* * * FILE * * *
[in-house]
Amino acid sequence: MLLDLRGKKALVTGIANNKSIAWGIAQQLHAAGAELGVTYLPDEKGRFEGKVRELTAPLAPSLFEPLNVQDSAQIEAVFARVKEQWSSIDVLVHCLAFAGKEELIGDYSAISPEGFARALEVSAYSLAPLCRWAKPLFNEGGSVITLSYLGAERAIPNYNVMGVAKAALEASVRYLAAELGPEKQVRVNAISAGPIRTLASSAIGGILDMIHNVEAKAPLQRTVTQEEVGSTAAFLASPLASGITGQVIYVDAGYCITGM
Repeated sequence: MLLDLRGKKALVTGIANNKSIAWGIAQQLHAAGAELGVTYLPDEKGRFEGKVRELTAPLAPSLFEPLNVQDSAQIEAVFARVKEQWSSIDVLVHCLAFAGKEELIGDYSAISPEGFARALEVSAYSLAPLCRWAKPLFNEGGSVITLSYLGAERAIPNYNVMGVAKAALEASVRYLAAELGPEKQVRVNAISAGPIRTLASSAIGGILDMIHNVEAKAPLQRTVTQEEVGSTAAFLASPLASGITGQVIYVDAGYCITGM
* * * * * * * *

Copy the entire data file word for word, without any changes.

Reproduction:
[in-house]
Amino acid sequence: MLLDLRGKKALVTGIANNKSIAWGIAQQLHAAGAELGVTYLPDEKGRFEGKVRELTAPLAPSLFEPLNVQDSAQIEAVFARVKEQWSSIDVLVHCLAFAGKEELIGDYSAISPEGFARALEVSAYSLAPLCRWAKPLFNEGGSVITLSYLGAERAIPNYNVMGVAKAALEASVRYLAAELGPEKQVRVNAISAGPIRTLASSAIGGILDMIHNVEAKAPLQRTVTQEEVGSTAAFLASPLASGITGQVIYVDAGYCITGM
Repeated sequence: MLLDLRGKKALVTGIANNKSIAWGIAQQLHAAGAELGVTYLPDEKGRFEGKVRELTAPLAPSLFEPLNVQDSAQIEAVFARVKEQWSSIDVLVHCLAFAGKEELIGDYSAISPEGFARALEVSAYSLAPLCRWAKPLFNEGGSVITLSYLGAERAIPNYNVMGVAKAALEASVRYLAAELGPEKQVRVNAISAGPIRTLASSAIGGILDMIHNVEAKAPLQRTVTQEEVGSTAAFLASPLASGITGQVIYVDAGYCITGM